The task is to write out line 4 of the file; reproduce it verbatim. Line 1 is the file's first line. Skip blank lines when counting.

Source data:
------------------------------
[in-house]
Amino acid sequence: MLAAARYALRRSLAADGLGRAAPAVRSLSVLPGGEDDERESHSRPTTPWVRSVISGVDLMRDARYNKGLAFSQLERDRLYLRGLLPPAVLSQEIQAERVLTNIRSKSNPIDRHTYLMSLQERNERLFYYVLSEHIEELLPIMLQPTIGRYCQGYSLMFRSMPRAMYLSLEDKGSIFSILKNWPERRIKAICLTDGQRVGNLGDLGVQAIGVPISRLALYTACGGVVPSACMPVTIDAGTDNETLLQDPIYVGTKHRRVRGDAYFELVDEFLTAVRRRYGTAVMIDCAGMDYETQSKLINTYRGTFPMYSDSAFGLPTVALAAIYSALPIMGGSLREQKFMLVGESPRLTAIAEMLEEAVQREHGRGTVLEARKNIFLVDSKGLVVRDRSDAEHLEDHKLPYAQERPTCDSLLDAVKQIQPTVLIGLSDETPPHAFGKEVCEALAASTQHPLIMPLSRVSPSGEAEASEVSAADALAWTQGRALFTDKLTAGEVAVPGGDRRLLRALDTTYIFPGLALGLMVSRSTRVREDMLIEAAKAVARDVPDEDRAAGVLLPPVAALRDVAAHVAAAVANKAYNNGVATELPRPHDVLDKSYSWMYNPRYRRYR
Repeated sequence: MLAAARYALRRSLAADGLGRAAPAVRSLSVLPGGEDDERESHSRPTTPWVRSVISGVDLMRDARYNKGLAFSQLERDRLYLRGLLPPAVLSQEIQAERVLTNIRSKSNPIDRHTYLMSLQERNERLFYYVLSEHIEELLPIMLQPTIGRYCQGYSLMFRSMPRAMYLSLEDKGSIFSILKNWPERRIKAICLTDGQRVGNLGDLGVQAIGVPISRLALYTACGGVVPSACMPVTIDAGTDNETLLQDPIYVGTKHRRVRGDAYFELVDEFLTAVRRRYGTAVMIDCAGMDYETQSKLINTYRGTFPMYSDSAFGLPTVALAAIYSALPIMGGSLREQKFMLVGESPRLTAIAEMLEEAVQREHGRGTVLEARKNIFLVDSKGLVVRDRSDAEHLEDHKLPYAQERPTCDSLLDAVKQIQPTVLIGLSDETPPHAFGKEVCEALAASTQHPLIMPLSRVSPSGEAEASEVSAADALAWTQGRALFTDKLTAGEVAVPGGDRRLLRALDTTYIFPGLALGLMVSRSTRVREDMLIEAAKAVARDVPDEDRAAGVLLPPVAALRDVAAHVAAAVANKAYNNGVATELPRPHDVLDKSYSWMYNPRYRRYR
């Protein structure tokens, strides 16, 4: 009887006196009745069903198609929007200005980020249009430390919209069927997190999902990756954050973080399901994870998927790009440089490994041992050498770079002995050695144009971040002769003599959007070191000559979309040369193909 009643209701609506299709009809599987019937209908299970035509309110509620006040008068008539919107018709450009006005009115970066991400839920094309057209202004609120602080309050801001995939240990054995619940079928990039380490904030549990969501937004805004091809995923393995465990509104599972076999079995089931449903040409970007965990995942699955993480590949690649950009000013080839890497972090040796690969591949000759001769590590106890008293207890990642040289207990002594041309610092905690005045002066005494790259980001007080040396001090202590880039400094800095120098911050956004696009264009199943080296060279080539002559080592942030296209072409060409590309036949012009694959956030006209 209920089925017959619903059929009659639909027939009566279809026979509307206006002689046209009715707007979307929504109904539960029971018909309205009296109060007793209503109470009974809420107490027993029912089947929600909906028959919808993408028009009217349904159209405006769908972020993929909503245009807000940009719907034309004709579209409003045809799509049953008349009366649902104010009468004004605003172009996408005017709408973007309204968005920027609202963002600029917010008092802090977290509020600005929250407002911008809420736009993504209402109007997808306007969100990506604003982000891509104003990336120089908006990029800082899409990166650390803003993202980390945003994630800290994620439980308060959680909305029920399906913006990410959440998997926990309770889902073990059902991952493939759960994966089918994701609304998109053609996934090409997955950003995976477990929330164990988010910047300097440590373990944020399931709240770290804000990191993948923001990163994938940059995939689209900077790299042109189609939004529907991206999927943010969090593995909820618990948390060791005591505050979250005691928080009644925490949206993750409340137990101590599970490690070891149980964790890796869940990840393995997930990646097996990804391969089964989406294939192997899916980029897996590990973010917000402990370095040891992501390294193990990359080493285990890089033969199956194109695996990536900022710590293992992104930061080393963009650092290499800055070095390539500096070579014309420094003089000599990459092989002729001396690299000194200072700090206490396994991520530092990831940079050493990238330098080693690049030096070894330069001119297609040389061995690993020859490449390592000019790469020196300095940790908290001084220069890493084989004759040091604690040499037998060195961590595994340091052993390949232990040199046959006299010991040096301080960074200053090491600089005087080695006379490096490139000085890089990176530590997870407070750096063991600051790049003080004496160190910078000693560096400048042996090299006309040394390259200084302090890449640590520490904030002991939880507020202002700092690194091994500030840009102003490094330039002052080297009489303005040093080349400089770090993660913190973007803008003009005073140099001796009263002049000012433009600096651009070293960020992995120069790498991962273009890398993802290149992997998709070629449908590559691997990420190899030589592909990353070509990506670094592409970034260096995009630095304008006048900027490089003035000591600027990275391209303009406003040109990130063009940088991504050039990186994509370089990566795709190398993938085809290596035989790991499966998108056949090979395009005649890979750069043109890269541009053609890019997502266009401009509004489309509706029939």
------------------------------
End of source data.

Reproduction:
């Protein structure tokens, strides 16, 4: 009887006196009745069903198609929007200005980020249009430390919209069927997190999902990756954050973080399901994870998927790009440089490994041992050498770079002995050695144009971040002769003599959007070191000559979309040369193909 009643209701609506299709009809599987019937209908299970035509309110509620006040008068008539919107018709450009006005009115970066991400839920094309057209202004609120602080309050801001995939240990054995619940079928990039380490904030549990969501937004805004091809995923393995465990509104599972076999079995089931449903040409970007965990995942699955993480590949690649950009000013080839890497972090040796690969591949000759001769590590106890008293207890990642040289207990002594041309610092905690005045002066005494790259980001007080040396001090202590880039400094800095120098911050956004696009264009199943080296060279080539002559080592942030296209072409060409590309036949012009694959956030006209 209920089925017959619903059929009659639909027939009566279809026979509307206006002689046209009715707007979307929504109904539960029971018909309205009296109060007793209503109470009974809420107490027993029912089947929600909906028959919808993408028009009217349904159209405006769908972020993929909503245009807000940009719907034309004709579209409003045809799509049953008349009366649902104010009468004004605003172009996408005017709408973007309204968005920027609202963002600029917010008092802090977290509020600005929250407002911008809420736009993504209402109007997808306007969100990506604003982000891509104003990336120089908006990029800082899409990166650390803003993202980390945003994630800290994620439980308060959680909305029920399906913006990410959440998997926990309770889902073990059902991952493939759960994966089918994701609304998109053609996934090409997955950003995976477990929330164990988010910047300097440590373990944020399931709240770290804000990191993948923001990163994938940059995939689209900077790299042109189609939004529907991206999927943010969090593995909820618990948390060791005591505050979250005691928080009644925490949206993750409340137990101590599970490690070891149980964790890796869940990840393995997930990646097996990804391969089964989406294939192997899916980029897996590990973010917000402990370095040891992501390294193990990359080493285990890089033969199956194109695996990536900022710590293992992104930061080393963009650092290499800055070095390539500096070579014309420094003089000599990459092989002729001396690299000194200072700090206490396994991520530092990831940079050493990238330098080693690049030096070894330069001119297609040389061995690993020859490449390592000019790469020196300095940790908290001084220069890493084989004759040091604690040499037998060195961590595994340091052993390949232990040199046959006299010991040096301080960074200053090491600089005087080695006379490096490139000085890089990176530590997870407070750096063991600051790049003080004496160190910078000693560096400048042996090299006309040394390259200084302090890449640590520490904030002991939880507020202002700092690194091994500030840009102003490094330039002052080297009489303005040093080349400089770090993660913190973007803008003009005073140099001796009263002049000012433009600096651009070293960020992995120069790498991962273009890398993802290149992997998709070629449908590559691997990420190899030589592909990353070509990506670094592409970034260096995009630095304008006048900027490089003035000591600027990275391209303009406003040109990130063009940088991504050039990186994509370089990566795709190398993938085809290596035989790991499966998108056949090979395009005649890979750069043109890269541009053609890019997502266009401009509004489309509706029939």